As a solid member of the sandwich generation, I have two of my three kids living at home AND have my mother in law here too! And according to most projections, many of you will be in the same situation at some time, at least the “caring for your parents” part.
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Before I get too far down the line, let’s talk about my husband’s Mom who has lived with us off and on for the last 10 years.
When we moved from Florida to Colorado in late 2009, we brought Mom along with us because she was getting older and we didn’t want to leave her alone with no support system.
My husband’s Dad had died in his early 40s, and while Mom had had one love interest since then, generally she was a pretty solitary kind of gal.
While living in Colorado, Mom fell down the stairs and broke her leg pretty radically, and we adopted 3 kids from foster care (hence the sandwich part of my story!)
When we decided to move back to Florida, Mom moved back into her own condo and was doing okay, we thought, until she fell and laid on the floor for two days before contacting us for help… sigh.
We moved Mom in and my big girl who was ready to be on her own moved into Mom’s condo. Mom is not able to care for herself due to dementia so now my husband and I have the responsibility for a 12 year old, 15 year old and 73 year old.
Caring For Mom At Home
While my Mother In Law is pretty set up financially, she for SURE can’t afford to pay $3-4,000 a month for assisted living or $5-7,000 a month for memory care.
Her funds would run out long before her life probably will (her Mom lived into her early 90s).
So living with us is the best solution for now.
Luckily my husband and I both work from home, but if we didn’t one of us would for sure would have to quit our job to stay home and make sure she eats, is safe, takes her medicine twice a day at specific times and goes to 3-5 doctors appointments per month.
America’s Aging Population
Having attended a symposium for dementia earlier this year, there is an awareness that more elder care will need to be handled by families at home.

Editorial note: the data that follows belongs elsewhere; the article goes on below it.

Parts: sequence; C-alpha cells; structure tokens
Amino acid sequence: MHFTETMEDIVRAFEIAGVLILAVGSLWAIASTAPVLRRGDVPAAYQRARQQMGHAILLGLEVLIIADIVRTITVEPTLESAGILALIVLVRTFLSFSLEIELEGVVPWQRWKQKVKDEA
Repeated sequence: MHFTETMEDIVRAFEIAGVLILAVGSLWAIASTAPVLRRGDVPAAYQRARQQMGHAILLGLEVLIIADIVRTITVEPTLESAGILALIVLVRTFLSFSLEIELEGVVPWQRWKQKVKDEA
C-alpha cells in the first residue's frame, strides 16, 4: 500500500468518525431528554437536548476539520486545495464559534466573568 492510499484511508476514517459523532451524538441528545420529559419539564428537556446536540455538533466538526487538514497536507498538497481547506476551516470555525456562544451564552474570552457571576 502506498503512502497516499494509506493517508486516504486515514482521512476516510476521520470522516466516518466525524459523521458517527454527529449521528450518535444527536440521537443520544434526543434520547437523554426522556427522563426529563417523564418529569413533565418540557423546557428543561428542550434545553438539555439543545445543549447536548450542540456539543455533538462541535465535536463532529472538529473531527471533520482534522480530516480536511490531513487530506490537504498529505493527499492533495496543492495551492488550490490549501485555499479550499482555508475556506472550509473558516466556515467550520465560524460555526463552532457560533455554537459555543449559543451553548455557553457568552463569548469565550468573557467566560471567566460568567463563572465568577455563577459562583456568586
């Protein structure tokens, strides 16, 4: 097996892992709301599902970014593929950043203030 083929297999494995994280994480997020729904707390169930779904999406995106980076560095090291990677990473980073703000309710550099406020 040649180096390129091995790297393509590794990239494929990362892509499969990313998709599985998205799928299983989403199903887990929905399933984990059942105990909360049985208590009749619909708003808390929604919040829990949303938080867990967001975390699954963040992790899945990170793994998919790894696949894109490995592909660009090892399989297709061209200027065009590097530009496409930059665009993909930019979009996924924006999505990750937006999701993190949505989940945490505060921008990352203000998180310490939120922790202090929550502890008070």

Those are families like ours!
According to this study on dementia, “Extrapolated to the population, an estimated 3.3 million older adults developed incident moderately severe dementia between 2012 and 2016. Within this cohort, 64% received care at home”
But at the same time more care is moving to homes, there are fewer workers available to provide support in home care for this aging population.
Maine, which has the oldest population, is harbinger of what is coming. The number of elderly needing in home care is eclipsing the number of young people available or willing to work to support them.
“Experts say the nation will have to refashion its workforce, overhaul its old-age programs and learn how to care for tens of millions of elderly people without ruining their families’ financial lives.” source Washington Post
Realities of Caring For Your Mom At Home
We moved Mom in with us, but other adult children move into their parent’s homes.
There are definitely problems that we didn’t anticipate like Mom saying mean things to our kids, having to have someone home to “mom-sit” her and infinite stress as I try to make sure everyone gets enough time and attention (my husband helps, but most of the running around and emotional support falls to me).
We have accomplished that by tag-teaming. Our kids rarely get both parents at their sporting events, generally one of us stays home with Mom. Going out to eat or taking her to visit is a production that is often just not worth the effort.
I have had to change my business to be more flexible. I had thought that now that my kids are getting older I could spend more time working, but between doctors appointments and caring for Mom, I am back to limited work hours the same way as when my kids were little and needed my time and attention.
If I worked a “real job” with regular hours, we would have to have in home care to remind Mom to eat, take her medicine and take showers.
At times when she has a Urinary Tract Infection or problems with her medication I have to act as a nurse and housekeeper, cleaning up feces and urine and making sure she doesn’t have spoiled food in her room that could make her sick. (not trying to be graphic, but “accidents” are a way of life now)
Being an in-home caregiver is exhausting and stressful to say the least.
Looking ahead to when our kids graduate and we become empty-nesters, there is a concern about “what do we do about Mom?”
There are not going to be easy answers to any of this. Mom is at the very beginning of the Baby Boomers generation which means more Sandwich Generation Moms and Dads like us will be caring for elderly and children at the same time.